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Posted at 09:04 AM ET, 08/09/2012

DeMorning Links: Isolated investigation

D.C. Public Schools Chancellor Kaya Henderson says the District inspector general’s report should end suspicions of widespread cheating on standardized tests. (Matt McClain - The Washington Post)
After a 17-month probe into test cheating allegations at the D.C. Public Schools, investigators at the District inspector general’s office have issued their much anticipated report. It totals 14 pages — that’s 0.82 pages per month of investigation — and it looks in-depth only at one school, the Noyes Education Campus in Ward 5. Where investigators looked, they found problems, the Post’s Emma Brown writes. “But there was ‘insufficient basis’ to warrant examining other schools in the same intensive manner, according to the report, which concluded that there was no evidence of widespread cheating across the city from 2008 to 2010.” More from WaTimes, Examiner and USA Today, which first raised concerns about potential cheating.

In other news:

”[T]he truth of what happened in these tests will come out some day, but not because of the three inadequate investigations financed with D.C. tax dollars.” (Class Struggle)

D.C. Council Chairman Phil Mendelson (D) wants hearing on tax-assessment settlements; Mayor Vince C. Gray (D) raises concerns but stands by District Chief Financial Officer Natwar Gandhi (Post)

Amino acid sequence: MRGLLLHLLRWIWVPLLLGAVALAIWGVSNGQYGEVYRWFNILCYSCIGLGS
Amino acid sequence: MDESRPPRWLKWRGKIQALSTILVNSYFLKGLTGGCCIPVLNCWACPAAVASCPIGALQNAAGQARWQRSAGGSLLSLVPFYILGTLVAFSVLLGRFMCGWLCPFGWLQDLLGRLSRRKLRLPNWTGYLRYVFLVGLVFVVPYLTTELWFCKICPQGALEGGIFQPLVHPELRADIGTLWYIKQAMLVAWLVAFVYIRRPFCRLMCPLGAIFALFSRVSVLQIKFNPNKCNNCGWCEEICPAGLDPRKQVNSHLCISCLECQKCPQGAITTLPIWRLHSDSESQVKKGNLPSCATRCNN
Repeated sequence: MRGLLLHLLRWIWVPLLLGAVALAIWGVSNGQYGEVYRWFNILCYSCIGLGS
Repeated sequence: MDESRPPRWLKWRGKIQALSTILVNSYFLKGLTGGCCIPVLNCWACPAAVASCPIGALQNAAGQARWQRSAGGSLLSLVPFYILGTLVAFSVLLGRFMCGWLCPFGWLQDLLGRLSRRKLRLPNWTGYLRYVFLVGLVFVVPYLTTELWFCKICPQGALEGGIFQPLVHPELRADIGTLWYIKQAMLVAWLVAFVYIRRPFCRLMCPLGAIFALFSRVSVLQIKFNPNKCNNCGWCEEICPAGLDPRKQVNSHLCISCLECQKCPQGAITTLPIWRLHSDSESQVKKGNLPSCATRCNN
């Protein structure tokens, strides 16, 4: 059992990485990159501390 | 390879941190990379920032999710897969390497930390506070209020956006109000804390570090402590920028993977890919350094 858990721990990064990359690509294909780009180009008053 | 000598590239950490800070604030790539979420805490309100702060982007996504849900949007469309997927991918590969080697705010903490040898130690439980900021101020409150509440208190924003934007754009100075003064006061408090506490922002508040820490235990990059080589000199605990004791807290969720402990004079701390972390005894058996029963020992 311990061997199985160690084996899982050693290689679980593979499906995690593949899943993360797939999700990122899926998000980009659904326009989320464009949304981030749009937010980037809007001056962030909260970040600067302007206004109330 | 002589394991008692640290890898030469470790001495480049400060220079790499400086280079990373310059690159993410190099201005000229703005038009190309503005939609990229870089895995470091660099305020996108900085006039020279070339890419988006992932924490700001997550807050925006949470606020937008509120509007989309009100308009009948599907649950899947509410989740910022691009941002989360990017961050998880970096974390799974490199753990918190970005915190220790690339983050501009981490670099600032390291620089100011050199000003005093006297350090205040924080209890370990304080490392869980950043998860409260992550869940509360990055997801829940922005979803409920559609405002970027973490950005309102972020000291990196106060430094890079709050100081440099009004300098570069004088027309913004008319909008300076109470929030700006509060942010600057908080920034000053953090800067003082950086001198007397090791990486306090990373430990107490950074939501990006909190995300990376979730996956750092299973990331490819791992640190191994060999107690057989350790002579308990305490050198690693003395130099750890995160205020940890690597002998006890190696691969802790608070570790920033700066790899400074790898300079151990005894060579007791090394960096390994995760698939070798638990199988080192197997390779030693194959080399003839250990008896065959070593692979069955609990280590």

Real-estate interests on how obscure process favors real-estate interests: Nothing to see here! (WBJ)

Northeast man orders TV from Amazon, is delivered a SIG716 semiautomatic rifle (Post, WTTG-TV)

D.C. Council member Jim Graham (D) strikes back at suggestion that he wired Metro land deal: “[T]he problem with Banneker was not Jim Graham. The problem with Banneker was Banneker.” (Post letter)

Police brass tiff over Charlie Sheen escort is now a whistleblower retaliation lawsuit (Post)

Firms that pick school contractors sometimes do work with the firms they pick (Loose Lips)

Made with pride, and D.C. tap water (City Paper)

Washington 2024, no. Washington-Baltimore-Richmond-Philly 2024, maybe. (WTOP)

Glut of new apartments could finally ease rents (Post)

What the GAO said about a commuter tax nine years ago (WaTimes)

City demolishes historic but rundown home on Anacostia’s main drag (CHotR)

Is Initiative 70’s signature shortfall a blow to Tommy Wells’s mayoral ambitions? (WRC-TV)

Lou Chibbaro interviews the new, openly gay D.C. health director (Blade)

Neighbors praise new park and playground, but lament moldering library kiosk (WRC-TV, WJLA-TV)

And a basketball tournament at the playground could use a funding boost (WUSA-TV)

You, too, can own a share of a future H Street NE hotspot (City Desk)

More on video visits at the D.C. jail (NY Times)

Marvelous Market is harboring rats, Georgetowners say (Current via Dish)

GWU president got to go to the Olympics on the university dime (Examiner)

Reader responds to Michelle Rhee biographer’s what-iffing: “Whatever opinions one might have about Ms. Rhee’s impact, she unnecessarily created the dynamics of her own demise.” (Post letter)

More from Muriel Bowser’s birthday party/kiss-the-ringathon (Informer)

Places to avoid if you’re driving between now and the end of the month (Dr. Gridlock)

Remember when Georgetown Law tuition was $100? Neither do I. (Ghosts of D.C.)

By  |  09:04 AM ET, 08/09/2012

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